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Society, Justice and Law
Written by Stephen Sundborg, S.J.
January 26, 2015
SU President Stephen Sundborg, S.J., delivered the following remarks at Jesuit High School in Portland, Ore., on Martin Luther King Jr. Day, Jan. 19, 2015.
Let me take you to what I believe is the most sacred place in America. We begin by standing on the steps of the United States Capitol in Washington, D.C., looking west down the mall. To the left and the right of us are the halls of Congress where our laws are made, but this is not the most sacred place. As we walk down the mall, to the right is the National Archives with the Declaration of Independence and the Constitution and to the left is the Museum of the American Indians, but they are not the most sacred places. As we continue we pass the National Gallery and the Smithsonian holding the treasures of our art and our history, but they are not the most sacred places. We pass the Washington Monument of the Father of our Country and the White House of our president, but we pass on looking still for the most sacred spot. So too we walk by the War Memorials of the Second World War and that evocative Wall of Remembrance of the names of the dead of the Vietnam War, more sacred for sure, but not yet the most sacred. Finally we climb the steps of the Lincoln Memorial to stand humbled beneath the huge statue of Abraham Lincoln, seated serenely, confidently looking out over America with the inscription above him: "In this temple, as in the hearts of the people for whom he saved the Union, the memory of Abraham Lincoln is enshrined forever." And to either side are the texts of his two greatest speeches-the Gettysburg Address and the Second Inaugural Address.
We have arrived, for here is the most sacred place in America, holding our deepest values embodied in the greatest person of our history, looking out on America's past, present, on us, and the future. Or nearly the most sacred place. For if we turn around and walk a dozen steps backward, we find the marker in the marble floor indicating where Rev. Dr. Martin Luther King stood on August 28, 1963 before the 600,000 people of the "March on Washington for Jobs and Peace" and gave as famous a speech as those of Lincoln, who looked encouraging over his shoulders on that day.
But Martin Luther King was having a problem that day. The speech he was giving from his prepared text was bogging down, going flat, not stirring hearts, and Martin knew it and was beginning to shrivel into himself as he realized he was not matching up to the opportunity. At that very moment the African American singer, Mahalia Jackson, who had earlier sung to the crowded mass and was standing near him, called out, "Tell 'em about the dream, Martin!" At that point Martin Luther King completely departed from his prepared text, reached deep within himself, and extemporaneously began, "I have a dream…", repeated nine times "I have a dream", with ever greater force and waves of inspiration. As we remember, celebrate and recommit ourselves to the dream of Martin Luther King, we remember this, his greatest speech at the most sacred place in America, as the "I have a Dream Speech", even though it appeared nowhere in his prepared text.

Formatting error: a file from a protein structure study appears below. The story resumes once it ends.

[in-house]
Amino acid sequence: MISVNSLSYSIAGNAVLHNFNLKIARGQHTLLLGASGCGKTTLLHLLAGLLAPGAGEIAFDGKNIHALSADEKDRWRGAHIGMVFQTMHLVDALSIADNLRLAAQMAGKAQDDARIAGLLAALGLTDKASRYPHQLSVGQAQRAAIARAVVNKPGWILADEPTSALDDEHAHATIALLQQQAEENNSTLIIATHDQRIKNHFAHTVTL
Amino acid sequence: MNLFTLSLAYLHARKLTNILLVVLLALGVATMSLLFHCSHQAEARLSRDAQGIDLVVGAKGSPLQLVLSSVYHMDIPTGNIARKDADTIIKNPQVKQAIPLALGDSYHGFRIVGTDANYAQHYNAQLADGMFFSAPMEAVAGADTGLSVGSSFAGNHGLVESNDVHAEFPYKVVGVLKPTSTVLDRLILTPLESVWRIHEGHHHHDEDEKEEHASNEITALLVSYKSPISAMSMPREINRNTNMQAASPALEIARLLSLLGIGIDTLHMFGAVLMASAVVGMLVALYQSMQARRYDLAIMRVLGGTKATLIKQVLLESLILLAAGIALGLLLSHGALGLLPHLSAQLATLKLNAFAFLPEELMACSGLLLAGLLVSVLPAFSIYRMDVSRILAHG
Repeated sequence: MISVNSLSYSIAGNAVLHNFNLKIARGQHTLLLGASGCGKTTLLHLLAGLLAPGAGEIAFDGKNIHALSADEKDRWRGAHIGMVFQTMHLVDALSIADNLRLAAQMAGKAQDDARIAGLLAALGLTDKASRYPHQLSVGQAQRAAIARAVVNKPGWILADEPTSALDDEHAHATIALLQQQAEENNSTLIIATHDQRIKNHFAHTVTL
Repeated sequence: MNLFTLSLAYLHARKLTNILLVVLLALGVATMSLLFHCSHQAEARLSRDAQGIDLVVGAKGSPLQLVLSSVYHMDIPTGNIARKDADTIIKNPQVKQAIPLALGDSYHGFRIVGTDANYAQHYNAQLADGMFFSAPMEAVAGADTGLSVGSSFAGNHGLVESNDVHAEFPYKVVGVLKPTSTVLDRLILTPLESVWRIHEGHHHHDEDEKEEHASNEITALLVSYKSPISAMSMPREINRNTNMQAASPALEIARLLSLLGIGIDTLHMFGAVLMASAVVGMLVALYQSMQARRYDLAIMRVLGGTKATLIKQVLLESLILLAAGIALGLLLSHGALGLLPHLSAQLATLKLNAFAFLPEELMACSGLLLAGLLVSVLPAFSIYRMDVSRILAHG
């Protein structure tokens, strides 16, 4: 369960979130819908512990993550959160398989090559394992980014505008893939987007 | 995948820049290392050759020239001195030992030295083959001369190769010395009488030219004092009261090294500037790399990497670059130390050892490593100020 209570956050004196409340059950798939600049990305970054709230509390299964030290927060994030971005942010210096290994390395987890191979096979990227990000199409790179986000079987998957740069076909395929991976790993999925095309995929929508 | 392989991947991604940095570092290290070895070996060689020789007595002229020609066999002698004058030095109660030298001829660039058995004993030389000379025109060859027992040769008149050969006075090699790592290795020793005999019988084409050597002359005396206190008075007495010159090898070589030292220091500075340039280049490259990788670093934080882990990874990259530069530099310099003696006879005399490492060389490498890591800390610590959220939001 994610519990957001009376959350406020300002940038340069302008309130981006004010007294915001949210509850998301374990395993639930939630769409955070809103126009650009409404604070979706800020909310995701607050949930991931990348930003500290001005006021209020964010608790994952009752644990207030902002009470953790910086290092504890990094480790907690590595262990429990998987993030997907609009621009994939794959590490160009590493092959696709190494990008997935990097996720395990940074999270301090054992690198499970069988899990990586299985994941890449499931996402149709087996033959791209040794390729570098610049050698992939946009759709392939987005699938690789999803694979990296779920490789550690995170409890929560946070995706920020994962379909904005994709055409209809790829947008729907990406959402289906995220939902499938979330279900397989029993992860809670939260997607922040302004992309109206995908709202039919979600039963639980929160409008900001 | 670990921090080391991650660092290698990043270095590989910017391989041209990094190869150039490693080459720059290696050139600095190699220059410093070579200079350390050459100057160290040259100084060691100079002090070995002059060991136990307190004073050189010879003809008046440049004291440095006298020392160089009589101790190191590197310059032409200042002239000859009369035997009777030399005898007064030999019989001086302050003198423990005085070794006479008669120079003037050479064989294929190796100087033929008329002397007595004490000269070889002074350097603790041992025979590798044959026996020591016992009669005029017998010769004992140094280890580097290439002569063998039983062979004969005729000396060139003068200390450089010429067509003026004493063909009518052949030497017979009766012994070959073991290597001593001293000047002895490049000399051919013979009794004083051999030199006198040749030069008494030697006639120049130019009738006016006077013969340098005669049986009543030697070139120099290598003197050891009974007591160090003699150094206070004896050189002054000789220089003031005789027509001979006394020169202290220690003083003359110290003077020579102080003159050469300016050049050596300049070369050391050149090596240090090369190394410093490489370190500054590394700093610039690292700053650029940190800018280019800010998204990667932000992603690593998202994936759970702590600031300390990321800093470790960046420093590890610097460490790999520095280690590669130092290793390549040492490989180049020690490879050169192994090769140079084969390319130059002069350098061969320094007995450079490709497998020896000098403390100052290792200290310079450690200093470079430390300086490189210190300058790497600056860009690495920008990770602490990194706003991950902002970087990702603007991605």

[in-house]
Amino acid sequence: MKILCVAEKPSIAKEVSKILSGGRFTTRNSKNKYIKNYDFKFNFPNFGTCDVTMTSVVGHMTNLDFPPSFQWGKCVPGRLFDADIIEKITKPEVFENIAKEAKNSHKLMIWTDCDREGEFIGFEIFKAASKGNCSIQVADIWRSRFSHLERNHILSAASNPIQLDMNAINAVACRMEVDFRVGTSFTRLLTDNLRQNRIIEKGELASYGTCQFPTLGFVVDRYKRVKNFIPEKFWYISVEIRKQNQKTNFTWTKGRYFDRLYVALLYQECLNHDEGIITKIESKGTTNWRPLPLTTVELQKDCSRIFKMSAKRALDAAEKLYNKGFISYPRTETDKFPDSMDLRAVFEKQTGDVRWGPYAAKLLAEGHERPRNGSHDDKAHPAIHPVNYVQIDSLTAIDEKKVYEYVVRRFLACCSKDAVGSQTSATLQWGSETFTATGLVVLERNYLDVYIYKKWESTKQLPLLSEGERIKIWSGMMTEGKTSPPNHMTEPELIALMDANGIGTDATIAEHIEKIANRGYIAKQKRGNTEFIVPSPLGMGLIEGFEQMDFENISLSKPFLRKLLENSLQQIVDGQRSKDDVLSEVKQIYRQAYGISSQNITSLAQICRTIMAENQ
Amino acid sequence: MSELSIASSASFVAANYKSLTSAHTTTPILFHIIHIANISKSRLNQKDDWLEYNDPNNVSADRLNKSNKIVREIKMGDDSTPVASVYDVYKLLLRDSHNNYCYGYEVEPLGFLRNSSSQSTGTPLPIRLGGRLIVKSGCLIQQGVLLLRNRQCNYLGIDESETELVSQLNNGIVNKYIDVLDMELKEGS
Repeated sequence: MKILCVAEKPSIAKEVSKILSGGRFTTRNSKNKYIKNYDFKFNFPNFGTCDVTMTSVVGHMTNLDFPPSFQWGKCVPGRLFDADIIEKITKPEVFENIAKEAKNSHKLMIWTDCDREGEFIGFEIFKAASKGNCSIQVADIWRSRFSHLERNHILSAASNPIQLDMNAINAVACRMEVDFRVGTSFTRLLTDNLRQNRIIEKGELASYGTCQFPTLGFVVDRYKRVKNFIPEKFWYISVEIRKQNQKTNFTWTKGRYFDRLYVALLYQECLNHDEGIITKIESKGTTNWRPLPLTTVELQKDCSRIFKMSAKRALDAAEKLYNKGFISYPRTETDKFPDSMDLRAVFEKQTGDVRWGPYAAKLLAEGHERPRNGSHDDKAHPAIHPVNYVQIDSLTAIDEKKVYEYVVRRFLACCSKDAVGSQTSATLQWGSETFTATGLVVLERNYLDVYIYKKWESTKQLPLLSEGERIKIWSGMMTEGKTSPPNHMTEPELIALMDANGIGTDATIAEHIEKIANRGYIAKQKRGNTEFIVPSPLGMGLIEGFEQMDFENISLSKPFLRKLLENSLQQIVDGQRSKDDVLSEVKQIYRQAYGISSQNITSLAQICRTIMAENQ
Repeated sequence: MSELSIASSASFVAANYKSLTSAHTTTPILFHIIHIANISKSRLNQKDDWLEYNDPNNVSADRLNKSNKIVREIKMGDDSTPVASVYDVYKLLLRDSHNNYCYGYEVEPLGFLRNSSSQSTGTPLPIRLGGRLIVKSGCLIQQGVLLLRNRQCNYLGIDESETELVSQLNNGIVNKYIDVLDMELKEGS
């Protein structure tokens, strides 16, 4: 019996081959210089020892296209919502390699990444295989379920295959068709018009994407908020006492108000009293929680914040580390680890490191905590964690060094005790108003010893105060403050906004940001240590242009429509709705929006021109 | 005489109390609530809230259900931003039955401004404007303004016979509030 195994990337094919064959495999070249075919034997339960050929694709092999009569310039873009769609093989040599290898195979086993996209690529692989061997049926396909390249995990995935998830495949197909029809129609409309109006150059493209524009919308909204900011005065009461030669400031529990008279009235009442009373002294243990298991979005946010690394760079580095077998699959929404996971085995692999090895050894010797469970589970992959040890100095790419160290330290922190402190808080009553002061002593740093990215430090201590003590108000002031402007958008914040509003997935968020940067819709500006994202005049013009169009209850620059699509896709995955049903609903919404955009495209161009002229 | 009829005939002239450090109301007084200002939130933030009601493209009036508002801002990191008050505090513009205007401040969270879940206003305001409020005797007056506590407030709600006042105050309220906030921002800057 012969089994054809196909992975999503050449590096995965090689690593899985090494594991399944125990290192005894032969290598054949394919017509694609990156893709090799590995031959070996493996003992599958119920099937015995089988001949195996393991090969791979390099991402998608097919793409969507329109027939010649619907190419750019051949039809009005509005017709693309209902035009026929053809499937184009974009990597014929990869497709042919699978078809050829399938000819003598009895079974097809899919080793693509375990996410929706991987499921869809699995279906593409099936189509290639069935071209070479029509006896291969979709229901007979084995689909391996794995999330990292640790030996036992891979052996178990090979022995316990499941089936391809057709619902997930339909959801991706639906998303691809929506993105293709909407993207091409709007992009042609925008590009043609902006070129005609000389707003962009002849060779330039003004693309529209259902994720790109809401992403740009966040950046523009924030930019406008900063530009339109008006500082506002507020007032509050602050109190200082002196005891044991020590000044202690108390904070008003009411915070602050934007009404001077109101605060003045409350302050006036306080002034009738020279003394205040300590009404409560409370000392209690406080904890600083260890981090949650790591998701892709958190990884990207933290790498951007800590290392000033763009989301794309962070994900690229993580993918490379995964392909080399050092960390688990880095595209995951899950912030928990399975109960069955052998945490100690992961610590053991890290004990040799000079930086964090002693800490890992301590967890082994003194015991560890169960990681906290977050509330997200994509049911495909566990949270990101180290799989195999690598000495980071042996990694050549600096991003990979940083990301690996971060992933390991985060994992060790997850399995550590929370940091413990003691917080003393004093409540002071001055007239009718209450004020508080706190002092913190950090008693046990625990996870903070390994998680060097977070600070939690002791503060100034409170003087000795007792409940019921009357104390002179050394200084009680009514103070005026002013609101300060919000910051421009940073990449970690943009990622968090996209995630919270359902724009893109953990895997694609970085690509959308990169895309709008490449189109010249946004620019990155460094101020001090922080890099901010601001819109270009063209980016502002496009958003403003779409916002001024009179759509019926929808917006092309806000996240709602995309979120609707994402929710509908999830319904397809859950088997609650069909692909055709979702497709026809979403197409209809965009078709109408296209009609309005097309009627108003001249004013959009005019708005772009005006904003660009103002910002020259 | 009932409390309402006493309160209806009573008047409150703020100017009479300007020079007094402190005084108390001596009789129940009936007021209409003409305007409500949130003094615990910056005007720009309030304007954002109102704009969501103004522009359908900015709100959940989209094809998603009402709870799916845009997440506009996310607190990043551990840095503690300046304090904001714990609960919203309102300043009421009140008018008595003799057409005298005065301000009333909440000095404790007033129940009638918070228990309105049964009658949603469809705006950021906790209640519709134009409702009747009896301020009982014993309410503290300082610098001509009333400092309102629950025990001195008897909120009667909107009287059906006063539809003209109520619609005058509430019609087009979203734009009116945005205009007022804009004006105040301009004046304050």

Where did that dream come from in him if not from what he had carefully prepared to say? It came from what was deepest and truest in him, it came from the whole of his life's experiences, above all it came from his faith. We should remember that his full name was not "Martin Luther King", but "Rev. Dr. Martin Luther King." "Dr." for his education, but first of all and above all "Rev." from what was primary in his life and before all else; his faith and the fact that he was a minister, a preacher of the Gospel of Jesus Christ. The dream is nothing other and nothing less than the dream of the Kingdom of God-applied to America-as Jesus preached and lived it for all peoples of all times.